BURNs.—May 10th, at Kerville, Kerr Co., U. S. A., Jabez William, aged 28, youngest son of George Burns, and grandson of the late Rev. Jabez Burns, D.D., of Porteus Road, Paddington, London, W. 1 Chron. iv. 10.
THE Annual Meetings of the Society were held at Bradford during the week of the Association. On the Tuesday afternoon the Annual Committee Meeting was held in Infirmary Street Chapel; Mr. W. R. Wherry, of Bourne, occupied the chair. The Secretary presented the report, which was taken as read, and the Treasurer submitted the Cash Statement. As regards business matters of general interest the following may be mentioned.
MR. AND MRS. WOOD's RETURN AND RETIREMENT.-The letters relating to this subject, together with the minute of the Committee, will be found in the Missionary Observer for November and December, 1882. At the Annual Meeting, at Bradford, it was agreed that Mr. Wood's salary be continued until the end of the year; but that, with the view of securing the pastorate of a church—in which he has the hearty wishes of the Committee—he be set free from serving the Mission as deputation.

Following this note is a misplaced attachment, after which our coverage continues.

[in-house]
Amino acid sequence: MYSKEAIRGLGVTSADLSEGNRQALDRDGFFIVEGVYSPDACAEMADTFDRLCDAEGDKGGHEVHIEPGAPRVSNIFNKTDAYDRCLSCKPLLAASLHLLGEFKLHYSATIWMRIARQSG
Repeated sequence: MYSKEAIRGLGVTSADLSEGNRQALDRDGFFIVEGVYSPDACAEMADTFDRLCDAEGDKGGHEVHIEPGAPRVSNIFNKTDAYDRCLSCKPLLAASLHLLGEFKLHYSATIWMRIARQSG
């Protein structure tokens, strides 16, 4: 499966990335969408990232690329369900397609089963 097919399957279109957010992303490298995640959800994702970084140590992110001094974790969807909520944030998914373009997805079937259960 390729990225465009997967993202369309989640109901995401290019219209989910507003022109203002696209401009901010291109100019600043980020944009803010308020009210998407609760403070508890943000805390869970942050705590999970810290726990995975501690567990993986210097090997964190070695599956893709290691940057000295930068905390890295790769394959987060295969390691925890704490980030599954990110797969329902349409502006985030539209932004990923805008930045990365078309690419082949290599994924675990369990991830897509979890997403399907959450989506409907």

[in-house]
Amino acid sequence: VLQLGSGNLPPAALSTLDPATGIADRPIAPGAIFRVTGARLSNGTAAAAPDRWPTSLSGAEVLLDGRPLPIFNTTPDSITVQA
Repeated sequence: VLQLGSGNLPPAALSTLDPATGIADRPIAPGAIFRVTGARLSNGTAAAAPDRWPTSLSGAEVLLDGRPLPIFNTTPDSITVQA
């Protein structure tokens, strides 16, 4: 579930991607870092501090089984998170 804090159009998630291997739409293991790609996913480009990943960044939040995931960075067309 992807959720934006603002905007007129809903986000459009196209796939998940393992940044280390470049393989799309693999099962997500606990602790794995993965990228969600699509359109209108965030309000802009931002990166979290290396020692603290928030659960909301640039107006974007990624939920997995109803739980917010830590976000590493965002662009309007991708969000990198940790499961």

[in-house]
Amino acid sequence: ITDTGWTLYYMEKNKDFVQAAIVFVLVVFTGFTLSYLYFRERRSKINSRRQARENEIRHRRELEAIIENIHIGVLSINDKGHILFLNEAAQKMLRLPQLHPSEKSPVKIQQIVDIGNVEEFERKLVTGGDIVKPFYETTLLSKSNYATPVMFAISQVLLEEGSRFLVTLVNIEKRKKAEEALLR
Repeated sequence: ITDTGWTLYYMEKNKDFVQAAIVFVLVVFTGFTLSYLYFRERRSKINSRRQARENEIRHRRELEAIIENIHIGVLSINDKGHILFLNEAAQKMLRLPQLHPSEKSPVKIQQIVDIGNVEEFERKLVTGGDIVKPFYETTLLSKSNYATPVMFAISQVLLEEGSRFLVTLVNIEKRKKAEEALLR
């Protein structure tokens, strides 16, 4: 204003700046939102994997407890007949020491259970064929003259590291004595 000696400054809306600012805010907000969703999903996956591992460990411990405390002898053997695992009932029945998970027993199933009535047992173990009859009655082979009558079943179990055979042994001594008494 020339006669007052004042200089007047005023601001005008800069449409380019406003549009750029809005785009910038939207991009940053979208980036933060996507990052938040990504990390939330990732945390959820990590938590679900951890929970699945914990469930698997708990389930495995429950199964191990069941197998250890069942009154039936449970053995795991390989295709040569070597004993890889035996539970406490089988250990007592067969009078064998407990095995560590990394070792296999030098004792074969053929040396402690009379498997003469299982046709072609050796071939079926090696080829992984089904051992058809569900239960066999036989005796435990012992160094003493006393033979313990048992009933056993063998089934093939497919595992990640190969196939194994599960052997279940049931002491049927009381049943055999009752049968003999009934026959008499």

REPORT OF THE SUB-COMMITTEE ON FINANCE.-The Treasurer having informed the Committee in February last, that the present expenditure of the Society was about £500 per annum in excess of the income, the Sub-Committee was appointed to investigate and report. This Committee held several meetings—carefully examined and compared the receipts and expenditure of the past ten years—and presented their report at the Annual Meeting, at Bradford, whereupon in was resolved:—
1. That the Sub-Committee be thanked for the able and exhaustive report they have presented.
2. That as we require an addition of at least £500 per annum to maintain our present operations, and as no material reduction in the expenditure can be made without serious injury to the Mission, we agree, as ministers and representatives, to use our endeavours to augment the annual income of the Society by at least the amount required.
ORGANIZATION COMMITTEE.—The Sub-Committee, appointed to promote organization among the churches for Mission purposes, reported to the Annual Meeting as follows:—